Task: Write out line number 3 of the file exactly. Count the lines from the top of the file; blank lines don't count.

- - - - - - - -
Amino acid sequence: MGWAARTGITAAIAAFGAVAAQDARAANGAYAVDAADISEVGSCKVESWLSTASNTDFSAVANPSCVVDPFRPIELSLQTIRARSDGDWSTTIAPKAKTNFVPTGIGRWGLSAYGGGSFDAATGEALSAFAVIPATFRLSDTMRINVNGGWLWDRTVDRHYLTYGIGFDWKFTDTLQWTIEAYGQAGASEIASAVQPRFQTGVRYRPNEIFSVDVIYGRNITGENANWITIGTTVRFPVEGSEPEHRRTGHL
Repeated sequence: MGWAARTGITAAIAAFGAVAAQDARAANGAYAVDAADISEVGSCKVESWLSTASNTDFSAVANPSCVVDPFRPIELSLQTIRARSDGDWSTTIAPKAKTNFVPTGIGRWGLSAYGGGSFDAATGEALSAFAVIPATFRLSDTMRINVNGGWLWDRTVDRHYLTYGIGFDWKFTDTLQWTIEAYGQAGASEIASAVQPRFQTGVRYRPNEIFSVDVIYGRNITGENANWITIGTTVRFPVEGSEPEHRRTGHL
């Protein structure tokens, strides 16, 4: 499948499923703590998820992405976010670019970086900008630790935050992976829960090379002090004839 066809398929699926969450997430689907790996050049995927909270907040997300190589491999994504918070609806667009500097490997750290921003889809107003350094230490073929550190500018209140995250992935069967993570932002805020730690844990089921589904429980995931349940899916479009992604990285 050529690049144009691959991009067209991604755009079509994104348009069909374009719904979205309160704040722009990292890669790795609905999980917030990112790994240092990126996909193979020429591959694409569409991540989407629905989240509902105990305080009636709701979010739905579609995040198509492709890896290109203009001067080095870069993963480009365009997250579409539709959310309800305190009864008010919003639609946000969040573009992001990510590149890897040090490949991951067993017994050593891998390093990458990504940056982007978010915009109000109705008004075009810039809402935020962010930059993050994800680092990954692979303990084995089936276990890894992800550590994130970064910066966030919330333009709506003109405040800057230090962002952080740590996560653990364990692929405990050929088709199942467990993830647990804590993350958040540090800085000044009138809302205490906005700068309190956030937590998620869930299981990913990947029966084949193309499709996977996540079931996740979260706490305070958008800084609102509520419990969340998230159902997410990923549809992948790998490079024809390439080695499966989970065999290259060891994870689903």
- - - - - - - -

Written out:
């Protein structure tokens, strides 16, 4: 499948499923703590998820992405976010670019970086900008630790935050992976829960090379002090004839 066809398929699926969450997430689907790996050049995927909270907040997300190589491999994504918070609806667009500097490997750290921003889809107003350094230490073929550190500018209140995250992935069967993570932002805020730690844990089921589904429980995931349940899916479009992604990285 050529690049144009691959991009067209991604755009079509994104348009069909374009719904979205309160704040722009990292890669790795609905999980917030990112790994240092990126996909193979020429591959694409569409991540989407629905989240509902105990305080009636709701979010739905579609995040198509492709890896290109203009001067080095870069993963480009365009997250579409539709959310309800305190009864008010919003639609946000969040573009992001990510590149890897040090490949991951067993017994050593891998390093990458990504940056982007978010915009109000109705008004075009810039809402935020962010930059993050994800680092990954692979303990084995089936276990890894992800550590994130970064910066966030919330333009709506003109405040800057230090962002952080740590996560653990364990692929405990050929088709199942467990993830647990804590993350958040540090800085000044009138809302205490906005700068309190956030937590998620869930299981990913990947029966084949193309499709996977996540079931996740979260706490305070958008800084609102509520419990969340998230159902997410990923549809992948790998490079024809390439080695499966989970065999290259060891994870689903």